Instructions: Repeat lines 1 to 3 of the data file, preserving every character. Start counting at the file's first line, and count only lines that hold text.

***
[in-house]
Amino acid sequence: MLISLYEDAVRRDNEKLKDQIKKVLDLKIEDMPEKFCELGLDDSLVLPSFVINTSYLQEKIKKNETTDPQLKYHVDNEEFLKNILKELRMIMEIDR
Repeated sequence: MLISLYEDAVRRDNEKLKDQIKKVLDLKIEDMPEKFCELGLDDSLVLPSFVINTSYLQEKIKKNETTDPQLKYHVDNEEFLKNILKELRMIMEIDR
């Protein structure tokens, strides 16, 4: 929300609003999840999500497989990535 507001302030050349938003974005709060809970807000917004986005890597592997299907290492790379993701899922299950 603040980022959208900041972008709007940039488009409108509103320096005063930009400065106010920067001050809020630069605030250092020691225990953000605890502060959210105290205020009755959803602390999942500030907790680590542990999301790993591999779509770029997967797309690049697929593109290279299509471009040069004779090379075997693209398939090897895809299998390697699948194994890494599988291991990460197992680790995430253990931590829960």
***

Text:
[in-house]
Amino acid sequence: MLISLYEDAVRRDNEKLKDQIKKVLDLKIEDMPEKFCELGLDDSLVLPSFVINTSYLQEKIKKNETTDPQLKYHVDNEEFLKNILKELRMIMEIDR
Repeated sequence: MLISLYEDAVRRDNEKLKDQIKKVLDLKIEDMPEKFCELGLDDSLVLPSFVINTSYLQEKIKKNETTDPQLKYHVDNEEFLKNILKELRMIMEIDR